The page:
SIBANYE GOLD GETS READY FOR A SHOPPING SPREE
Neal Froneman, the bullnecked, no-nonsense leader of Siba nye Gold, has attracted his fair share of criticism over the years. His credo is something akin to “don’t die wondering”, and he won’t. Dealmaking in Aflease Gold, Uranium One and Gold One International – companies he previously managed – returned mixed results, hence the widely differing perspectives of Froneman’s career. Investing with him is, to resurrect the cliché, a roller-coaster ride.
So it’s no great surprise to see that in just over two years into the job at Sibanye – surely his biggest assignment yet – Froneman has been an active commentator, if not player, in the merger and acquisition (M& A) of South Africa’s precious metal assets.
In August 2013, he issued 17% of Sibanye’s shares, equal to R1.2bn, for the Cooke 1 to 4 underground gold shafts on the West Rand, as well as a large parcel of gold dumps containing gold that is now mineable given today’s technological advances in extraction. A few months later, in December, he bought the distressed gold exploration company Witwatersrand Gold for R400m, while in November he’d already been involved in a minerals swap with neighbour, Harmony Gold.
While not exactly modest in terms of M& A activity, Froneman is about to return to the deal-making market with more gusto, especially as the deterioration in SA’s mining sector is so chronic that M& A is becoming a business necessity. Sibanye is coming to the party; we just need to see who it chooses to take with.
The expectation is that one partner will be Harmony Gold which, at about R5bn, is closing in on mid-cap status after being SA’s largest gold producer less than a decade ago. Froneman has spoken of gold sector consolidation where the business motivation is corporate costs. Most of the mining costs have already been taken out by existing owners, he argues. Buying a company, however, removes the duplication in managerial staff, office costs and the like.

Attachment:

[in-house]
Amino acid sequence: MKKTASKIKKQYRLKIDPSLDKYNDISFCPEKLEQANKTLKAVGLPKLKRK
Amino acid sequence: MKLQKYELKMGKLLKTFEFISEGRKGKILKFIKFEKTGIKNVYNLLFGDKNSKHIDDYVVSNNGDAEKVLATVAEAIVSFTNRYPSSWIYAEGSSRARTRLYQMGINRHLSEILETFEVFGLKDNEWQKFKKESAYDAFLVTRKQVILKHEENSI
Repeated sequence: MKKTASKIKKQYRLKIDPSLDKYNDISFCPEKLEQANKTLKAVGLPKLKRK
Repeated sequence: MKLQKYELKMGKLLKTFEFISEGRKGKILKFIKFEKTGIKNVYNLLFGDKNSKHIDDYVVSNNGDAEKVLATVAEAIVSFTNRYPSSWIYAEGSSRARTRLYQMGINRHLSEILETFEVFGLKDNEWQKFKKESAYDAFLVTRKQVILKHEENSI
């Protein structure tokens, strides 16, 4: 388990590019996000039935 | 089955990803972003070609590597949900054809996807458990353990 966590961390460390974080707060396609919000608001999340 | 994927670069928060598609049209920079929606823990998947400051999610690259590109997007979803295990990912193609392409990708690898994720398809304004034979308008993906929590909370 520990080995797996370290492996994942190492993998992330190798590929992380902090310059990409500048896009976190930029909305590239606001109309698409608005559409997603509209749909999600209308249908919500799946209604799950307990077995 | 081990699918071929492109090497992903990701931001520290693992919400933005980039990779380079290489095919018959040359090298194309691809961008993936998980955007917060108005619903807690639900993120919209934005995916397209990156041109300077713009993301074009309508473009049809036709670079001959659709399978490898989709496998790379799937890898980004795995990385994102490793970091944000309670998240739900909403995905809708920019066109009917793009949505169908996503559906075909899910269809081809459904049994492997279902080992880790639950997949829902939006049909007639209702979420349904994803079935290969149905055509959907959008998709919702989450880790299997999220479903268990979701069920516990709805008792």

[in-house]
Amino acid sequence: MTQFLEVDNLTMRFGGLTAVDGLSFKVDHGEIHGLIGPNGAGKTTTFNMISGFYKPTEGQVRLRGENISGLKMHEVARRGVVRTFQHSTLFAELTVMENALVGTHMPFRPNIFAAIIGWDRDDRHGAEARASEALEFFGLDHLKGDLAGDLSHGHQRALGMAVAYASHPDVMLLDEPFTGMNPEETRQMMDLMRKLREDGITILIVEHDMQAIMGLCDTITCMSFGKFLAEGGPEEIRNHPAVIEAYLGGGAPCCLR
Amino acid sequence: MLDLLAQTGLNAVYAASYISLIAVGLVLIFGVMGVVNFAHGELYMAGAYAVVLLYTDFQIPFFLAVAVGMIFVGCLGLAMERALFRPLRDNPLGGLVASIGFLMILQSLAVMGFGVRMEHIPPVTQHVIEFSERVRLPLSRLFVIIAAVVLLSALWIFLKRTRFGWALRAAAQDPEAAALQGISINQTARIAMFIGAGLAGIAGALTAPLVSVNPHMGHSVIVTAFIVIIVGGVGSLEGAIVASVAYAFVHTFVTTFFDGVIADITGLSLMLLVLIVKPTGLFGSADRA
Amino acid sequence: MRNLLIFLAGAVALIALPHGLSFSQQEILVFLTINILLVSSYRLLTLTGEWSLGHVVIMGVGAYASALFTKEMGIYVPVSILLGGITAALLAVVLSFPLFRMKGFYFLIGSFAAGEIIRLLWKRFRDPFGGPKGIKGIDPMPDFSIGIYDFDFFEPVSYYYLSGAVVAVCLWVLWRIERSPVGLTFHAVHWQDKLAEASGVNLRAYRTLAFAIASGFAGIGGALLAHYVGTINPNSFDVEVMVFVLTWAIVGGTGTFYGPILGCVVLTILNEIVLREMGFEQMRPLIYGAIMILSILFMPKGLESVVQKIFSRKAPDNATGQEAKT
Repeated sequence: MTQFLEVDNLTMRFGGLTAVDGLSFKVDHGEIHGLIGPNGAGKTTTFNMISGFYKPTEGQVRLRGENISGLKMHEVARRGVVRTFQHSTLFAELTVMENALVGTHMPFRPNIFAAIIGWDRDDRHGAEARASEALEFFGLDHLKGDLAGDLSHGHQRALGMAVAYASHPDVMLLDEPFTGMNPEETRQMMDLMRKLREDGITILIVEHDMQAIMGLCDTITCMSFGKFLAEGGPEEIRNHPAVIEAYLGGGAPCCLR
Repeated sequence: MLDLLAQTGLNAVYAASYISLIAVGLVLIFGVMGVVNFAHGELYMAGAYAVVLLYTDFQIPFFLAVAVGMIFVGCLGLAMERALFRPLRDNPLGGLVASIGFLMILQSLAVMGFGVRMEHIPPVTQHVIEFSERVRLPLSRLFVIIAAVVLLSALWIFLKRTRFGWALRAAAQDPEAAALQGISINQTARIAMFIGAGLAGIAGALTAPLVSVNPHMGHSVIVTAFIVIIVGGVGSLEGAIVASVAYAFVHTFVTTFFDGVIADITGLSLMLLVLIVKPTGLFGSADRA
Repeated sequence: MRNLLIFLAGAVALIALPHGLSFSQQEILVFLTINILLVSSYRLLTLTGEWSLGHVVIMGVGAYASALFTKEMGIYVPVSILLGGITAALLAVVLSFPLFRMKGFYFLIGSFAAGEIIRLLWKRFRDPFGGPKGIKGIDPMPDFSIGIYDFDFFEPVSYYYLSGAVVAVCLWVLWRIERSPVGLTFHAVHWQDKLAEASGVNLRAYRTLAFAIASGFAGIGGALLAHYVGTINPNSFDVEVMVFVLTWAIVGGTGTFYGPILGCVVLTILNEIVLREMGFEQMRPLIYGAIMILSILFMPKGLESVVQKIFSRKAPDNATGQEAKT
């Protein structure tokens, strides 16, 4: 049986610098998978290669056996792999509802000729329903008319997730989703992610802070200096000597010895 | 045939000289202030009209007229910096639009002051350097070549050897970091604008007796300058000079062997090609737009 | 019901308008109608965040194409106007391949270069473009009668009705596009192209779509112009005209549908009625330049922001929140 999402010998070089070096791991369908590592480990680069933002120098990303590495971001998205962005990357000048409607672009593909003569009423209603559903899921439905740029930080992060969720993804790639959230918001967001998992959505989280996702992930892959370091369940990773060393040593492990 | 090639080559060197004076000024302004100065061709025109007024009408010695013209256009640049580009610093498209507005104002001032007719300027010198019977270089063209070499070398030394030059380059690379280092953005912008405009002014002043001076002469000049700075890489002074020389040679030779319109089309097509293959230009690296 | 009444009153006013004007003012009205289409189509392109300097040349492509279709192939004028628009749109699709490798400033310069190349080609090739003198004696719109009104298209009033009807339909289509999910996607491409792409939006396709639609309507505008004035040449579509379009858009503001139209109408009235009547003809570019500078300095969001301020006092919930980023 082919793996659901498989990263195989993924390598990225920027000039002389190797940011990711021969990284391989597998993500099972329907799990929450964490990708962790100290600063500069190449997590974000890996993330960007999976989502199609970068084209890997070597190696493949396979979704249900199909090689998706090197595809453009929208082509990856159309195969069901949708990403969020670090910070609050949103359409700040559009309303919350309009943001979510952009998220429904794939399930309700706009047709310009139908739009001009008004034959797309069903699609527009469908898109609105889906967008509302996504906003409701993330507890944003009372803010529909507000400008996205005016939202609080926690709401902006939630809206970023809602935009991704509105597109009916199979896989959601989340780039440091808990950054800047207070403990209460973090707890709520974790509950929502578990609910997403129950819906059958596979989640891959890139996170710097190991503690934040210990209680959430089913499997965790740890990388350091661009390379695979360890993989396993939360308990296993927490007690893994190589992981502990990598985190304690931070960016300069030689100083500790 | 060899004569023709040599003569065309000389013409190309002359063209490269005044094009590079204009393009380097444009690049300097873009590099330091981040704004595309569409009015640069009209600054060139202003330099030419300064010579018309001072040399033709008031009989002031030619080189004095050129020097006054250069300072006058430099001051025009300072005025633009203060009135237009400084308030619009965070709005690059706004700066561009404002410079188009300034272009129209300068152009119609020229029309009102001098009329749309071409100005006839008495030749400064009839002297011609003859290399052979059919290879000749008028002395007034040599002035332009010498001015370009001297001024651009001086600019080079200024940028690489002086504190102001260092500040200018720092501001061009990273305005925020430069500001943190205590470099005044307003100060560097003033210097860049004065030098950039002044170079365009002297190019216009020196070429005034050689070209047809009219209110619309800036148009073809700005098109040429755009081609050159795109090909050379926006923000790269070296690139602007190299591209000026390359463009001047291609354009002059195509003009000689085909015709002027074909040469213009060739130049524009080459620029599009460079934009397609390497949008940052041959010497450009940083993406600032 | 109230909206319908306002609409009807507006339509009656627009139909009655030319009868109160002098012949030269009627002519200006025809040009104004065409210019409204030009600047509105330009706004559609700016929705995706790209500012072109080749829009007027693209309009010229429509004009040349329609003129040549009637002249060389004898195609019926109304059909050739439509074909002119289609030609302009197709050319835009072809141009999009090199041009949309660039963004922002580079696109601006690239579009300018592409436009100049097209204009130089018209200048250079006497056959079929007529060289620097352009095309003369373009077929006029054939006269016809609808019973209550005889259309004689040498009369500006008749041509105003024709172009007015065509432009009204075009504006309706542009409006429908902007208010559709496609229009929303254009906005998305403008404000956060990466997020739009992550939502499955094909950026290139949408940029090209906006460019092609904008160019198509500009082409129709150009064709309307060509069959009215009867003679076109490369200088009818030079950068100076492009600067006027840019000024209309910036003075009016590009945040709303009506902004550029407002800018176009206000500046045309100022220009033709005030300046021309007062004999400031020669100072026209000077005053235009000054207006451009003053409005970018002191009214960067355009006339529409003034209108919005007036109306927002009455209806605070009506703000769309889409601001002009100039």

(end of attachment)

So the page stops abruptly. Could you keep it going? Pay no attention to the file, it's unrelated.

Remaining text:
It’s also increasingly likely Sibanye will close a deal for the Rustenburg assets of Anglo American Platinum after acknowledging at his group’s interim results presentation earlier this month that market conditions in the platinum group metals industry had made for more “realistic sellers”. For its part, Amplats has suggested it won’t seek to bleed the last dollar for its assets.
On top of that, there are a number of organic growth prospects including t he so- called West Rand Tailings Retreatment Plant ( WRTRP), which are the ‘ dumps’ bought with the 2013 Cooke acquisition.
According to Froneman, Sibanye will produce 1.2m ounces of gold after mining a maximum of 30% of the resources at the dumps, as well as 35m pounds of uranium oxide. Based on internal company assessments, the project will have a net asset value of up to R3.6bn in its first phase.
Froneman won’t, however, disclose t he capital t hat’s required for t he project. “I don’t want to create a capital overhang,” he told analysts, referring to the likelihood of company valuations being depressed by the debt or equity